As I talk with manufacturers, I find that misperceptions about the cloud are still rampant. The latest is a study that says executives are less interested in SaaS than other ERP delivery methods. It claims “less than 50 percent (of users) expressed any degree of interest in SaaS ERP.” This is a myopic way to present the issue. It’s no surprise that more people prefer on-premise solutions at the moment because more people have them. It’s like asking the general public if they preferred DVDs when most people were still using VHS tapes. What the study did not measure was interest and adoption of SaaS ERP over time. Most studies of SaaS vs. on-premise have, and they’ve found that adoption of SaaS ERP has more than doubled over the last five years and is projected to increase at 19 percent annually through 2016. Instead of focusing on the current state, here are some strategic questions executives should be asking themselves:
1) What business are you in? If you’re not in the data center business, isn’t it smarter to let experts handle that? Leading cloud solutions are delivered from “multi-tenant” systems. This means there is a single instance of the software running, and many companies use this system as if it were dedicated to their own use. Like your utility powers many plants, a public cloud ERP allows experts to manage the IT business while you manage your manufacturing operation.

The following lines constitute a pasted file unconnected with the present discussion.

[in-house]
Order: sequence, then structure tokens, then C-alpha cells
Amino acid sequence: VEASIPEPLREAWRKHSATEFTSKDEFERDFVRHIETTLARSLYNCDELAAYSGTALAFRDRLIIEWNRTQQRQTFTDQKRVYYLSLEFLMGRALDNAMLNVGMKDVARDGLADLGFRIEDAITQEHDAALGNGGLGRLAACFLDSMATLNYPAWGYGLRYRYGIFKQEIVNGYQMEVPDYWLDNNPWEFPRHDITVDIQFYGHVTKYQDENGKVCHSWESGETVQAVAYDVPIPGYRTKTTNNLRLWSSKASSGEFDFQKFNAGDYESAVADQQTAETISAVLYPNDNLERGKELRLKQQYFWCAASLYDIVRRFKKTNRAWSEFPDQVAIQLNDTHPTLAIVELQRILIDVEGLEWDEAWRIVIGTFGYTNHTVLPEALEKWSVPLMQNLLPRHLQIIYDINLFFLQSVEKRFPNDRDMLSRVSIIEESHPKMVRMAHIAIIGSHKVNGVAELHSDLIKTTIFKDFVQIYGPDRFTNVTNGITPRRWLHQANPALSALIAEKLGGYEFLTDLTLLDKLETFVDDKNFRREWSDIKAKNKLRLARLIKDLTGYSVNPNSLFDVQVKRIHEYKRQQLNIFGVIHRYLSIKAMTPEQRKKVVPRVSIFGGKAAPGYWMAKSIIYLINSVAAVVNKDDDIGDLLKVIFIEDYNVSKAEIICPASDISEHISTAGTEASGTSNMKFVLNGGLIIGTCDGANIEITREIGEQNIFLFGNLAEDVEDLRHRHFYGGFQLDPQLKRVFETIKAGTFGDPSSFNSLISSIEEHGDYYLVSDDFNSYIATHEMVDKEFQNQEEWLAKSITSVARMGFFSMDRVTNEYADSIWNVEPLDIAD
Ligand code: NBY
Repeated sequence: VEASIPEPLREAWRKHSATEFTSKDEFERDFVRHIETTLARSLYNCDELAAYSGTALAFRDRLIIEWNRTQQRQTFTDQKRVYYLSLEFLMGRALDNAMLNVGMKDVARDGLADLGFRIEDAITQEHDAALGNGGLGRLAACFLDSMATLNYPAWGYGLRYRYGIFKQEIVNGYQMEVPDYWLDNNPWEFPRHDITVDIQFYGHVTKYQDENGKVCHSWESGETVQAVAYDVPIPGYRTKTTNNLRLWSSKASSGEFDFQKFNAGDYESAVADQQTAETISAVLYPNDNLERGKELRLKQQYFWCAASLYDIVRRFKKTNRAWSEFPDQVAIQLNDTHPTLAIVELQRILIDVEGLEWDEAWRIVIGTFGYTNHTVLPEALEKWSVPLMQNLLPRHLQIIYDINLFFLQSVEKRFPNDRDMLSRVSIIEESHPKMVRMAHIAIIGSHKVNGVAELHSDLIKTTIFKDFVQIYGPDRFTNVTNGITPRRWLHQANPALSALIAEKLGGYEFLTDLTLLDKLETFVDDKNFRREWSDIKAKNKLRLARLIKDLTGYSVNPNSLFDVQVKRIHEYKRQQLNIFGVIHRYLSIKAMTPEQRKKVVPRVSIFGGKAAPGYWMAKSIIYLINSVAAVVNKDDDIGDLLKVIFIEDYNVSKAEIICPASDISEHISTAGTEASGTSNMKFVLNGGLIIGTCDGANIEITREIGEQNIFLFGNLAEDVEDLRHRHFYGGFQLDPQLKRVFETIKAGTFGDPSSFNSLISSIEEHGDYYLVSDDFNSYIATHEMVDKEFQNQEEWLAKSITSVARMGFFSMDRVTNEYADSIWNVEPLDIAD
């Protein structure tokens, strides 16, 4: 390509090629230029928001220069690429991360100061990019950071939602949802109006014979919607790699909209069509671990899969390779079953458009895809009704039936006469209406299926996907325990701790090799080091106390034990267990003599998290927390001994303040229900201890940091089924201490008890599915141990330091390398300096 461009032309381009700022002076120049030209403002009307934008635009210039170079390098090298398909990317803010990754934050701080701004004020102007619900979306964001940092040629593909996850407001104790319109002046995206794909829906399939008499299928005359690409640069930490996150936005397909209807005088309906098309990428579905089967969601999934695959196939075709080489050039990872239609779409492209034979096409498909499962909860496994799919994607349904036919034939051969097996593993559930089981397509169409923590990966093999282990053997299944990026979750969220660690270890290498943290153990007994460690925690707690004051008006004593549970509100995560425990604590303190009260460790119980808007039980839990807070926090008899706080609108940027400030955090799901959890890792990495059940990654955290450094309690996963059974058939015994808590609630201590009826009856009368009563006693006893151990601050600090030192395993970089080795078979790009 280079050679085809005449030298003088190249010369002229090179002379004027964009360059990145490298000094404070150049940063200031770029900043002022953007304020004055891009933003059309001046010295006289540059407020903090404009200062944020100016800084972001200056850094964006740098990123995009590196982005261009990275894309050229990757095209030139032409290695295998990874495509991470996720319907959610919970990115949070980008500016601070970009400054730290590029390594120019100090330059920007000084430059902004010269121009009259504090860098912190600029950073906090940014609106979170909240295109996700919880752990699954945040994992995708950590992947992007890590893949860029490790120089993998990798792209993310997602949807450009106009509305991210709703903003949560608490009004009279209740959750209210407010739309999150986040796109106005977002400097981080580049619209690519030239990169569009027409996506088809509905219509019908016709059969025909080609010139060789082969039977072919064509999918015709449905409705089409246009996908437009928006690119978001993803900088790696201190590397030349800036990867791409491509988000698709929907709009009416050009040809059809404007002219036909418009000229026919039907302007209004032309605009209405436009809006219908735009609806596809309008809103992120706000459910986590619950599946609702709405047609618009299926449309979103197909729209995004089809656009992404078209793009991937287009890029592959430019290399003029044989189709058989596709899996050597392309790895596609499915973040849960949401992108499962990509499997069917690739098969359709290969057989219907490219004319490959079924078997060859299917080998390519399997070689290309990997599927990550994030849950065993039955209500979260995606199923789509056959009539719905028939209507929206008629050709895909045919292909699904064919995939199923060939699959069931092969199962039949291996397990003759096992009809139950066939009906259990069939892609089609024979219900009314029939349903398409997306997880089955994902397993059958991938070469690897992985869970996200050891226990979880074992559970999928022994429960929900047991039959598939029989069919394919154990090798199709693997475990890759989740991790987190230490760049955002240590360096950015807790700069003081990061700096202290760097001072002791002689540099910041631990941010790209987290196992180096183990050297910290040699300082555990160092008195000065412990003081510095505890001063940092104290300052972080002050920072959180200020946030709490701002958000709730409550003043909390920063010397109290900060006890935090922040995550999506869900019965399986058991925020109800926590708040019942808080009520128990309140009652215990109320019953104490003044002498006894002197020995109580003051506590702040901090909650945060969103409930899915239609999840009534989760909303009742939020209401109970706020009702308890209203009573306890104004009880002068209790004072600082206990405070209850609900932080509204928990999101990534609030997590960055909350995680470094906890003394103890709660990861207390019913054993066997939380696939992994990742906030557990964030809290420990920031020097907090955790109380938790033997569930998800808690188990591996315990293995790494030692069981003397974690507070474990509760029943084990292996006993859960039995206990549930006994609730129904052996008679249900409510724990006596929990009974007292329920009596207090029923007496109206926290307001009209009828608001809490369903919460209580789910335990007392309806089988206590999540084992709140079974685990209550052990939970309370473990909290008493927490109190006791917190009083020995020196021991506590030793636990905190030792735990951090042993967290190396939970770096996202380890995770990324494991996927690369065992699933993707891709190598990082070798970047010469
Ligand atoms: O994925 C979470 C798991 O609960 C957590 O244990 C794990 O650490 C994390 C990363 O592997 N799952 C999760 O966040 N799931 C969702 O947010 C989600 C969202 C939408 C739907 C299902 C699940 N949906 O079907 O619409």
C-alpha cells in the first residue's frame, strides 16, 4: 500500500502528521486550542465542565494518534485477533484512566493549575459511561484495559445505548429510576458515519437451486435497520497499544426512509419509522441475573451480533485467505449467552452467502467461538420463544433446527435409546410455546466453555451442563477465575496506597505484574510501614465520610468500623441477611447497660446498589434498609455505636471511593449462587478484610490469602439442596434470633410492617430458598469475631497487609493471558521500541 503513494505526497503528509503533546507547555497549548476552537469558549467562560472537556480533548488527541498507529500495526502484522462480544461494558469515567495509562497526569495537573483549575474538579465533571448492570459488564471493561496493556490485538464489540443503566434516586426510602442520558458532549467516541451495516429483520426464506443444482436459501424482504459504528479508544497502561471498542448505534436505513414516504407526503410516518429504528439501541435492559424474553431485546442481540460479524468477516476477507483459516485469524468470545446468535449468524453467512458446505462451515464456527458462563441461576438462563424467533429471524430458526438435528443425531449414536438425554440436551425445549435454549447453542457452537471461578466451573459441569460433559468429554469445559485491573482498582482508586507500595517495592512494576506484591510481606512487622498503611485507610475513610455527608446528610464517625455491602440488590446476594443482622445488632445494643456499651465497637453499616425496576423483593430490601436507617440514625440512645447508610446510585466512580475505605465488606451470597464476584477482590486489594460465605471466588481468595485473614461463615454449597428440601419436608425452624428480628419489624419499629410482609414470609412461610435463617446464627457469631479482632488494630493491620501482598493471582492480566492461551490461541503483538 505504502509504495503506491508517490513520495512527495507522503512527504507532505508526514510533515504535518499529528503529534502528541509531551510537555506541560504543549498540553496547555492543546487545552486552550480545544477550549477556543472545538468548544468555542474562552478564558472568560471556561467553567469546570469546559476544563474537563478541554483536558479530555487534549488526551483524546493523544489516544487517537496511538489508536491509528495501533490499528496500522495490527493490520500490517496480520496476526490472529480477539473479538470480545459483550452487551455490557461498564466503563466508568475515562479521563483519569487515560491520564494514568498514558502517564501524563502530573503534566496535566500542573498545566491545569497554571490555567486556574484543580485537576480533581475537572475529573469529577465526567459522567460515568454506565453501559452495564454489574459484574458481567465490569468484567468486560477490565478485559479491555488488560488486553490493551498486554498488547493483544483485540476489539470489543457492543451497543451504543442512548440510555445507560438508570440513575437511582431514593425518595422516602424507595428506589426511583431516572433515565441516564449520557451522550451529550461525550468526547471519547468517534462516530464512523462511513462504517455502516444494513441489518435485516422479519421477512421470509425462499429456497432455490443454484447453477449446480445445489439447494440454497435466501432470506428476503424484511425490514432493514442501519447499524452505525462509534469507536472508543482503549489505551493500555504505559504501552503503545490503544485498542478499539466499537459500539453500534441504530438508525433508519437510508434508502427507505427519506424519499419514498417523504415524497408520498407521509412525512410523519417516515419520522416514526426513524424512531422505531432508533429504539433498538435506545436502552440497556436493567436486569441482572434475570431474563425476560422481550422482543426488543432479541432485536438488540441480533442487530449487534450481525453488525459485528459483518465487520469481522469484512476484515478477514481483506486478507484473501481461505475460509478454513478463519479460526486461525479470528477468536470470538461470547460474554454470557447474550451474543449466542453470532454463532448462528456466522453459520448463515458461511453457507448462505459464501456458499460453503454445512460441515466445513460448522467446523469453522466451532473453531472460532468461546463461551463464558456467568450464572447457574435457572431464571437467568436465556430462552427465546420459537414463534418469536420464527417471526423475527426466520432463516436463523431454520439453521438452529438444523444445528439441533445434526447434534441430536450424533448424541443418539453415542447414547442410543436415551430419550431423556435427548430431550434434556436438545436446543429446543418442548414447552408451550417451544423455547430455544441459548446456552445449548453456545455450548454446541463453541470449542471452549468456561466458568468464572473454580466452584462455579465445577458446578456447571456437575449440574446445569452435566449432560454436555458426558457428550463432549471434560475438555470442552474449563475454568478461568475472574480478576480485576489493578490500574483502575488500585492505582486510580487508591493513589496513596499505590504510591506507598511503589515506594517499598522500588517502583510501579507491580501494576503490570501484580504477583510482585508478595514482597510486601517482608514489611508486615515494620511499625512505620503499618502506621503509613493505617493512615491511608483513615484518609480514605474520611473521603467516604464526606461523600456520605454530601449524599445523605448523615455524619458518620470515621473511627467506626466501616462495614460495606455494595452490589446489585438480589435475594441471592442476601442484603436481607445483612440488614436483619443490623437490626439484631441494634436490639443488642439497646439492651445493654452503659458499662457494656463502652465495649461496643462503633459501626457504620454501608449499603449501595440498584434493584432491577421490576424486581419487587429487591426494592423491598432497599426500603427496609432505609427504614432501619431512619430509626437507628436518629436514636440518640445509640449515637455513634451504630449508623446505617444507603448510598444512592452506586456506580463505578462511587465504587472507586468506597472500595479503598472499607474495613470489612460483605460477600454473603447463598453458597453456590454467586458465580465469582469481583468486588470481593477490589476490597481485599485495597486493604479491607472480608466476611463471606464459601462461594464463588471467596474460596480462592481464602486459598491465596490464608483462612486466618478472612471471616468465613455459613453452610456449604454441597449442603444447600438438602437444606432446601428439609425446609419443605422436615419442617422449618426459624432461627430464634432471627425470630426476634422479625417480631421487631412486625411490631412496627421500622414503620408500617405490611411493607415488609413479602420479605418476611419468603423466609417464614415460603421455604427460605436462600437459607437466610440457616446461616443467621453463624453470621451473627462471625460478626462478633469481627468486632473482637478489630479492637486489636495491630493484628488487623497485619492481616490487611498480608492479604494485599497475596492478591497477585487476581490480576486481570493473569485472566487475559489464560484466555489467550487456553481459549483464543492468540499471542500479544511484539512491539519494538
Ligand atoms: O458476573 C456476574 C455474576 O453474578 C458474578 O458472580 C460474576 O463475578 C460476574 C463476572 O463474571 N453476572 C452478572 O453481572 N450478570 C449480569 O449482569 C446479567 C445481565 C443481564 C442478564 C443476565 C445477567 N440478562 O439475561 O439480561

2) Do you want input into the product? On-premise and private cloud solutions are driven by long development cycles and allow only customers with the deepest pockets to have some say on product roadmaps. SaaS/public cloud solutions use agile development that allows for ongoing improvements and a more democratic influence on their products’ direction. The best cloud solutions are continuously improved based on customer guidance, and those improvements are offered on an ongoing basis to all customers.
3) What’s your TCO? Cloud, or SaaS, solutions are cost-efficient because they provide everything you need: the software, platform on which it runs, system continuity and the test environment Customer-paid enhancements are automatically part of the public cloud ERP, so users don’t have to pay to port customizations every time the vendor upgrades. Instead, the system is always current and customers don’t face massive migration projects. For these and more reasons, most manufacturers that move to SaaS find their total cost of ownership (TCO) is much less than with on-premise solutions.
4) Are you growing? In an on-premise ERP environment, as a business grows, it needs more servers and additional IT resources to manage increased data. In contrast, cloud ERP solutions are scalable. When you grow, cloud ERP solutions grow right alongside you. For more SaaS/cloud basics, see A SaaS Primer. What are your biggest concerns about moving from on-premise to the cloud?